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Benefit cap

House with a pound sign in it

What is the benefit cap?

The benefit cap is a limit that has been set on the maximum amount of benefit that some working age people can receive.

How is the cap decided?

The cap will apply to the combined total of the main 'out of work' benefits which includes: 

  • Jobseeker's Allowance 
  • Income Support 
  • Employment and Support Allowance (unless you get the support component) 
  • Housing Benefit 
  • Child Benefit 
  • Child Tax Credit 
  • Carer's Allowance

The cap will not include one-off benefits, such as Social Fund loans, or non-cash benefits like free school meals. In Work Credit and Return to Work Credit will not be included.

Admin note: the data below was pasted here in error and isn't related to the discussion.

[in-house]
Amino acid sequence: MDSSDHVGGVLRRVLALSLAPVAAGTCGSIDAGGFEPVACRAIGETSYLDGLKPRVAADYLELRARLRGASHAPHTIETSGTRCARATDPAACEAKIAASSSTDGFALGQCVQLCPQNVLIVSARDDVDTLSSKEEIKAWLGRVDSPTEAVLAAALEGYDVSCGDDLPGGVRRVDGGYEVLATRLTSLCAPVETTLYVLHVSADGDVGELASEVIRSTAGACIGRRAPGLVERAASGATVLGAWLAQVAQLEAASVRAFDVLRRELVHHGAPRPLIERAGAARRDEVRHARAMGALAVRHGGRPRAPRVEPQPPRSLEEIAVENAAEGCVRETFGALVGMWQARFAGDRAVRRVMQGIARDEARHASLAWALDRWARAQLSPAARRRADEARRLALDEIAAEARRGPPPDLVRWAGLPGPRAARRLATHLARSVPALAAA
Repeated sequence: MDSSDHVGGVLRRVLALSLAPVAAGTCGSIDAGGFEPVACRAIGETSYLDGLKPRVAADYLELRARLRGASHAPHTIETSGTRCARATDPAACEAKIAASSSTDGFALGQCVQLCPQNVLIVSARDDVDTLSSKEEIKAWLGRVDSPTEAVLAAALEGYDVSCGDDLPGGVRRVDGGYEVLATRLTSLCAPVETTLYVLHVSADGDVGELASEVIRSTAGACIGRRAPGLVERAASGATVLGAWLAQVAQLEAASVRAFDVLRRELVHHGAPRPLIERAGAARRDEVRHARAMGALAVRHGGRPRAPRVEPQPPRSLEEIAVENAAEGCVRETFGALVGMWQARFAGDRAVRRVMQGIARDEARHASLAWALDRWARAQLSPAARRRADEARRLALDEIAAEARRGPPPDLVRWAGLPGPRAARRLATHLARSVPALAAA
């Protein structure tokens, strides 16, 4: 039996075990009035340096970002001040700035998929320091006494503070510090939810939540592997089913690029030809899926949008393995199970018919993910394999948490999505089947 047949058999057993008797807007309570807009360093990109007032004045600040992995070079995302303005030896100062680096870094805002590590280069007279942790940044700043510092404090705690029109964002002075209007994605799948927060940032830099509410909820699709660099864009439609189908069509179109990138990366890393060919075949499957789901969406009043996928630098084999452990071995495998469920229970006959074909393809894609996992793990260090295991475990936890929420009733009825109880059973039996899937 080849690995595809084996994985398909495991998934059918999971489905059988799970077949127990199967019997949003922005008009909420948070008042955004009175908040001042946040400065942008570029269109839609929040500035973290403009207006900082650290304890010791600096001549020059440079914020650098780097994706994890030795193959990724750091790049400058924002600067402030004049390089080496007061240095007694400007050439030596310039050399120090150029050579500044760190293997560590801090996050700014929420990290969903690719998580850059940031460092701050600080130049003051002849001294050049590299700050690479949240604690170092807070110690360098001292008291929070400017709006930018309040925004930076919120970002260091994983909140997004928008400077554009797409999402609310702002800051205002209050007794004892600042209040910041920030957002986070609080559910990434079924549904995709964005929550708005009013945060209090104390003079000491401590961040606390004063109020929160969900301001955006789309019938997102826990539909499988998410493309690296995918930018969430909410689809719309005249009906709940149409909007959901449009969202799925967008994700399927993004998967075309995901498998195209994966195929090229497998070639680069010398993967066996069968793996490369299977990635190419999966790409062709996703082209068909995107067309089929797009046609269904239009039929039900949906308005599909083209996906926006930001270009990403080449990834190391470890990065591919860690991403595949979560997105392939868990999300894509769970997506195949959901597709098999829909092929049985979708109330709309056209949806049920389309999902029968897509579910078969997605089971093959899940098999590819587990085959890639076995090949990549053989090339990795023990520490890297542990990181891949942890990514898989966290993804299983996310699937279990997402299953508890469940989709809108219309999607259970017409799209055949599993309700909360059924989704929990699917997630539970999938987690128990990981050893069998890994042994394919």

Benefit Cap rates from 1 April 2023

  • £423.46 a week for couples (with or without children)
  • £423.46 a week for single parents whose children live with them
  • £283.71 a week for single adults who don't have children, or whose children don't live with them

Who the cap will not apply to

There are exceptions and some households will not be subject to the benefit cap.

Pensioners will not be affected by the cap.

More information can be found on GOV.UK - Benefit cap about any of these benefits or to see if you could be excluded from the benefit cap.

Which benefit will be cut?

If the cap applies to you then any extra benefit you have above the cap will be taken from your Housing Benefit. When you move to Universal Credit, the extra will be taken from that.

Can I get any help with my housing benefit to help pay my rent?

Extra help may be made available by means of a Discretionary housing payment for those who are affected by this change.

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